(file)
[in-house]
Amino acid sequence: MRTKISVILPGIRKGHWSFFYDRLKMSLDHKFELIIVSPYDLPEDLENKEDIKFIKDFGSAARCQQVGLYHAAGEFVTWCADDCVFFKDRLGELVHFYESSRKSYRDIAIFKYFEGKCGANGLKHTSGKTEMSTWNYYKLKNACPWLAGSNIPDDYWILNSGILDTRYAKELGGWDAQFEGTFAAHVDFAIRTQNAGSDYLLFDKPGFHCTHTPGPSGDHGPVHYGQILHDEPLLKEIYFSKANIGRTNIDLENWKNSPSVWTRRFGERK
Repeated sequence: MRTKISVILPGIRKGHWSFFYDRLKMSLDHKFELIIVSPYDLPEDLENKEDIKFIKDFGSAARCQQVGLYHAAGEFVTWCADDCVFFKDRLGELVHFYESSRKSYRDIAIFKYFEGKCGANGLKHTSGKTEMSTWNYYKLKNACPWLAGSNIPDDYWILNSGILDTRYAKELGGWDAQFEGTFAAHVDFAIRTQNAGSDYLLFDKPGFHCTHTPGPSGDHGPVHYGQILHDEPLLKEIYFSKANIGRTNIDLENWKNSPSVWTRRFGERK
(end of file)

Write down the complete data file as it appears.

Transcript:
[in-house]
Amino acid sequence: MRTKISVILPGIRKGHWSFFYDRLKMSLDHKFELIIVSPYDLPEDLENKEDIKFIKDFGSAARCQQVGLYHAAGEFVTWCADDCVFFKDRLGELVHFYESSRKSYRDIAIFKYFEGKCGANGLKHTSGKTEMSTWNYYKLKNACPWLAGSNIPDDYWILNSGILDTRYAKELGGWDAQFEGTFAAHVDFAIRTQNAGSDYLLFDKPGFHCTHTPGPSGDHGPVHYGQILHDEPLLKEIYFSKANIGRTNIDLENWKNSPSVWTRRFGERK
Repeated sequence: MRTKISVILPGIRKGHWSFFYDRLKMSLDHKFELIIVSPYDLPEDLENKEDIKFIKDFGSAARCQQVGLYHAAGEFVTWCADDCVFFKDRLGELVHFYESSRKSYRDIAIFKYFEGKCGANGLKHTSGKTEMSTWNYYKLKNACPWLAGSNIPDDYWILNSGILDTRYAKELGGWDAQFEGTFAAHVDFAIRTQNAGSDYLLFDKPGFHCTHTPGPSGDHGPVHYGQILHDEPLLKEIYFSKANIGRTNIDLENWKNSPSVWTRRFGERK